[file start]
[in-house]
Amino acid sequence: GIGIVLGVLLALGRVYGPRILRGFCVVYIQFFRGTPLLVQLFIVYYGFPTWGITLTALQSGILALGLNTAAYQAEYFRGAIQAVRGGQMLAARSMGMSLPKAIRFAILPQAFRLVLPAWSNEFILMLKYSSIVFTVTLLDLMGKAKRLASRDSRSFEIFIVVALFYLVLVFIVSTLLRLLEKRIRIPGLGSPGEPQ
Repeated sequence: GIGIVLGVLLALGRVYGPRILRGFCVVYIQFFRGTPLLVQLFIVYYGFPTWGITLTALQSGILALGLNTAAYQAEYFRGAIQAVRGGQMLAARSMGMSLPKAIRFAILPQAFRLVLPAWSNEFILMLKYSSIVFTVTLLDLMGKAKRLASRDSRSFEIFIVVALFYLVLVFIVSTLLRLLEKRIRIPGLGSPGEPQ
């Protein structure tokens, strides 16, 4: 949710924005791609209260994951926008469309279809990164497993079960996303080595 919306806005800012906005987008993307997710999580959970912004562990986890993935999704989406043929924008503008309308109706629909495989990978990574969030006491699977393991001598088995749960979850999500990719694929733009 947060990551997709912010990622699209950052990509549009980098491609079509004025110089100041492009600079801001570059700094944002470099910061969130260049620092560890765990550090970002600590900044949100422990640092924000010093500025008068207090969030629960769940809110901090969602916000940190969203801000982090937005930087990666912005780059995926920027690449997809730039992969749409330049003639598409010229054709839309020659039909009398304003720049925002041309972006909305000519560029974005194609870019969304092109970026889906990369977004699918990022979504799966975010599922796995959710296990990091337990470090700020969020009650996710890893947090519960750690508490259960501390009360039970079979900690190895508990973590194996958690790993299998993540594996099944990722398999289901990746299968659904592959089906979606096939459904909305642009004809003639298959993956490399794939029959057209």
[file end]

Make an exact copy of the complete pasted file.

[in-house]
Amino acid sequence: GIGIVLGVLLALGRVYGPRILRGFCVVYIQFFRGTPLLVQLFIVYYGFPTWGITLTALQSGILALGLNTAAYQAEYFRGAIQAVRGGQMLAARSMGMSLPKAIRFAILPQAFRLVLPAWSNEFILMLKYSSIVFTVTLLDLMGKAKRLASRDSRSFEIFIVVALFYLVLVFIVSTLLRLLEKRIRIPGLGSPGEPQ
Repeated sequence: GIGIVLGVLLALGRVYGPRILRGFCVVYIQFFRGTPLLVQLFIVYYGFPTWGITLTALQSGILALGLNTAAYQAEYFRGAIQAVRGGQMLAARSMGMSLPKAIRFAILPQAFRLVLPAWSNEFILMLKYSSIVFTVTLLDLMGKAKRLASRDSRSFEIFIVVALFYLVLVFIVSTLLRLLEKRIRIPGLGSPGEPQ
């Protein structure tokens, strides 16, 4: 949710924005791609209260994951926008469309279809990164497993079960996303080595 919306806005800012906005987008993307997710999580959970912004562990986890993935999704989406043929924008503008309308109706629909495989990978990574969030006491699977393991001598088995749960979850999500990719694929733009 947060990551997709912010990622699209950052990509549009980098491609079509004025110089100041492009600079801001570059700094944002470099910061969130260049620092560890765990550090970002600590900044949100422990640092924000010093500025008068207090969030629960769940809110901090969602916000940190969203801000982090937005930087990666912005780059995926920027690449997809730039992969749409330049003639598409010229054709839309020659039909009398304003720049925002041309972006909305000519560029974005194609870019969304092109970026889906990369977004699918990022979504799966975010599922796995959710296990990091337990470090700020969020009650996710890893947090519960750690508490259960501390009360039970079979900690190895508990973590194996958690790993299998993540594996099944990722398999289901990746299968659904592959089906979606096939459904909305642009004809003639298959993956490399794939029959057209």